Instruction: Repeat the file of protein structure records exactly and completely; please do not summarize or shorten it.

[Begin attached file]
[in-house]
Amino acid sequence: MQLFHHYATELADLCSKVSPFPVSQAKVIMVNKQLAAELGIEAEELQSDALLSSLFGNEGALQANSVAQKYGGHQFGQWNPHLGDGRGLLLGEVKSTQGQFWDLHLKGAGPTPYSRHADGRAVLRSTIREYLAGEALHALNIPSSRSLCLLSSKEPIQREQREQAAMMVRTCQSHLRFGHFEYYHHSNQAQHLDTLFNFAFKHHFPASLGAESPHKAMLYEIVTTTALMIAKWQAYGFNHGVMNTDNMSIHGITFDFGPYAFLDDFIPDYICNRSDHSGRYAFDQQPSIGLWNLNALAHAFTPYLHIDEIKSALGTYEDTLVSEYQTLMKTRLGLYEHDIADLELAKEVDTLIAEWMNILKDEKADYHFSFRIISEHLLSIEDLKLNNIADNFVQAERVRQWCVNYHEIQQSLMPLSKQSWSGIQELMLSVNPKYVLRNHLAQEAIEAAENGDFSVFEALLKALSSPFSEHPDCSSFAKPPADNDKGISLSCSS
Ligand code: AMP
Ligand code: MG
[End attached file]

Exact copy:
[in-house]
Amino acid sequence: MQLFHHYATELADLCSKVSPFPVSQAKVIMVNKQLAAELGIEAEELQSDALLSSLFGNEGALQANSVAQKYGGHQFGQWNPHLGDGRGLLLGEVKSTQGQFWDLHLKGAGPTPYSRHADGRAVLRSTIREYLAGEALHALNIPSSRSLCLLSSKEPIQREQREQAAMMVRTCQSHLRFGHFEYYHHSNQAQHLDTLFNFAFKHHFPASLGAESPHKAMLYEIVTTTALMIAKWQAYGFNHGVMNTDNMSIHGITFDFGPYAFLDDFIPDYICNRSDHSGRYAFDQQPSIGLWNLNALAHAFTPYLHIDEIKSALGTYEDTLVSEYQTLMKTRLGLYEHDIADLELAKEVDTLIAEWMNILKDEKADYHFSFRIISEHLLSIEDLKLNNIADNFVQAERVRQWCVNYHEIQQSLMPLSKQSWSGIQELMLSVNPKYVLRNHLAQEAIEAAENGDFSVFEALLKALSSPFSEHPDCSSFAKPPADNDKGISLSCSS
Ligand code: AMP
Ligand code: MG